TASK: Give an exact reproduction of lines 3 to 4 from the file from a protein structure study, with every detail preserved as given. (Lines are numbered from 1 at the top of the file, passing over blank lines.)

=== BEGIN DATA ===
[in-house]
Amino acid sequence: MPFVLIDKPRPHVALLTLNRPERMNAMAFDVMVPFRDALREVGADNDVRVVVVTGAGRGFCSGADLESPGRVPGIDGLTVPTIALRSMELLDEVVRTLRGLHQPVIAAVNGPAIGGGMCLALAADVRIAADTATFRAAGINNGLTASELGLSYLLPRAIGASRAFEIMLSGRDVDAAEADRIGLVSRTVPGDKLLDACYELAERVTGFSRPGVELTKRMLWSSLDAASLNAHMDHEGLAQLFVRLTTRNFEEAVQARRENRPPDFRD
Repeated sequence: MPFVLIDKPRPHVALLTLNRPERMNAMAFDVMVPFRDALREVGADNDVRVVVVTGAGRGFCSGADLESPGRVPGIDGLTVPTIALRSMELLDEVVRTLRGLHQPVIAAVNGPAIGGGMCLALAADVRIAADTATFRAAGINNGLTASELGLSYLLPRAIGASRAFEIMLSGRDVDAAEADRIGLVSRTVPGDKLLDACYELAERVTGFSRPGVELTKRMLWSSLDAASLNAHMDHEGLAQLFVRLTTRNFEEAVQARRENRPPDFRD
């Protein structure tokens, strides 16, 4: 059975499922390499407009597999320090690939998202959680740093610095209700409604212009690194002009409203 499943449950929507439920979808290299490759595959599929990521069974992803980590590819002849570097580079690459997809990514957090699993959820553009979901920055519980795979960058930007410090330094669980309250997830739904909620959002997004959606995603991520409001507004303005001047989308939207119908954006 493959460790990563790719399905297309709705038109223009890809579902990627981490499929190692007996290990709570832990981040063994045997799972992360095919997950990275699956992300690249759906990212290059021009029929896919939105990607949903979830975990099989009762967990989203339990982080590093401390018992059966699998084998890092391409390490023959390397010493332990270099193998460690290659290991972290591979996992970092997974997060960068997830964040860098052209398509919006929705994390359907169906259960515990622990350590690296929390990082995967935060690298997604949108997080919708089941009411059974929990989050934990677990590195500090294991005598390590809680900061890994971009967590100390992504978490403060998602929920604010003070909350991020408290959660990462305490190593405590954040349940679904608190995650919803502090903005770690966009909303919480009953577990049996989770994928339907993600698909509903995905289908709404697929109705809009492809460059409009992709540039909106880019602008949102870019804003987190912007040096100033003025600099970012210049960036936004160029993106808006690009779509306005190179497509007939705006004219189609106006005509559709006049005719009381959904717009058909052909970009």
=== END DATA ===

Repeated sequence: MPFVLIDKPRPHVALLTLNRPERMNAMAFDVMVPFRDALREVGADNDVRVVVVTGAGRGFCSGADLESPGRVPGIDGLTVPTIALRSMELLDEVVRTLRGLHQPVIAAVNGPAIGGGMCLALAADVRIAADTATFRAAGINNGLTASELGLSYLLPRAIGASRAFEIMLSGRDVDAAEADRIGLVSRTVPGDKLLDACYELAERVTGFSRPGVELTKRMLWSSLDAASLNAHMDHEGLAQLFVRLTTRNFEEAVQARRENRPPDFRD
């Protein structure tokens, strides 16, 4: 059975499922390499407009597999320090690939998202959680740093610095209700409604212009690194002009409203 499943449950929507439920979808290299490759595959599929990521069974992803980590590819002849570097580079690459997809990514957090699993959820553009979901920055519980795979960058930007410090330094669980309250997830739904909620959002997004959606995603991520409001507004303005001047989308939207119908954006 493959460790990563790719399905297309709705038109223009890809579902990627981490499929190692007996290990709570832990981040063994045997799972992360095919997950990275699956992300690249759906990212290059021009029929896919939105990607949903979830975990099989009762967990989203339990982080590093401390018992059966699998084998890092391409390490023959390397010493332990270099193998460690290659290991972290591979996992970092997974997060960068997830964040860098052209398509919006929705994390359907169906259960515990622990350590690296929390990082995967935060690298997604949108997080919708089941009411059974929990989050934990677990590195500090294991005598390590809680900061890994971009967590100390992504978490403060998602929920604010003070909350991020408290959660990462305490190593405590954040349940679904608190995650919803502090903005770690966009909303919480009953577990049996989770994928339907993600698909509903995905289908709404697929109705809009492809460059409009992709540039909106880019602008949102870019804003987190912007040096100033003025600099970012210049960036936004160029993106808006690009779509306005190179497509007939705006004219189609106006005509559709006049005719009381959904717009058909052909970009």